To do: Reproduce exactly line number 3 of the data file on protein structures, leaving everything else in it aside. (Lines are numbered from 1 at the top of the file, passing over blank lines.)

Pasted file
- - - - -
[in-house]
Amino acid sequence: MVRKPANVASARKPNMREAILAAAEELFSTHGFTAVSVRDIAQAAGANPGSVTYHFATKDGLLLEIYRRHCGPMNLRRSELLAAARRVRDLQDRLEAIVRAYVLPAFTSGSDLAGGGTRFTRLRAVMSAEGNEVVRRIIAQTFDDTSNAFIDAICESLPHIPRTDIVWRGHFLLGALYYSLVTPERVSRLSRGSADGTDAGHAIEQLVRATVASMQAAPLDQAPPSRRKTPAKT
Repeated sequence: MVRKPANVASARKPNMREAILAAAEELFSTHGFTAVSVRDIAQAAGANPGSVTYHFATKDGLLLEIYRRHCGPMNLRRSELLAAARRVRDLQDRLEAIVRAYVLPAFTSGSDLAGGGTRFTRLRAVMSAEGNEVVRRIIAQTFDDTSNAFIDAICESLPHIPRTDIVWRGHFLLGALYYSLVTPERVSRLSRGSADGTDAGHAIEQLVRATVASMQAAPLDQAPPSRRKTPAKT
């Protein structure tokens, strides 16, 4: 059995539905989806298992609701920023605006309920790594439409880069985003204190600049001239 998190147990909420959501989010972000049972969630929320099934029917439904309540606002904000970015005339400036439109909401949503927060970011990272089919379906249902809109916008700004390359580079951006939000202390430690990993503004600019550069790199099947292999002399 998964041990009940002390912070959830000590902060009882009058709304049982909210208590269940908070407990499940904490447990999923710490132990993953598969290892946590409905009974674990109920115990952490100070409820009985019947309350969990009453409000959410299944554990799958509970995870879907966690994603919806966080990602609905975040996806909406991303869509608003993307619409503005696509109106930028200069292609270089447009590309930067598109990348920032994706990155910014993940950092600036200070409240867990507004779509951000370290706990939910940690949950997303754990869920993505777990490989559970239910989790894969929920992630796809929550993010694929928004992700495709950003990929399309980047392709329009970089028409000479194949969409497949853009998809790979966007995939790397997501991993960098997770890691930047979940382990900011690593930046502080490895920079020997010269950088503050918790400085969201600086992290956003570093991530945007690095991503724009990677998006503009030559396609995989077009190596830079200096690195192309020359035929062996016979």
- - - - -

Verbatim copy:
Repeated sequence: MVRKPANVASARKPNMREAILAAAEELFSTHGFTAVSVRDIAQAAGANPGSVTYHFATKDGLLLEIYRRHCGPMNLRRSELLAAARRVRDLQDRLEAIVRAYVLPAFTSGSDLAGGGTRFTRLRAVMSAEGNEVVRRIIAQTFDDTSNAFIDAICESLPHIPRTDIVWRGHFLLGALYYSLVTPERVSRLSRGSADGTDAGHAIEQLVRATVASMQAAPLDQAPPSRRKTPAKT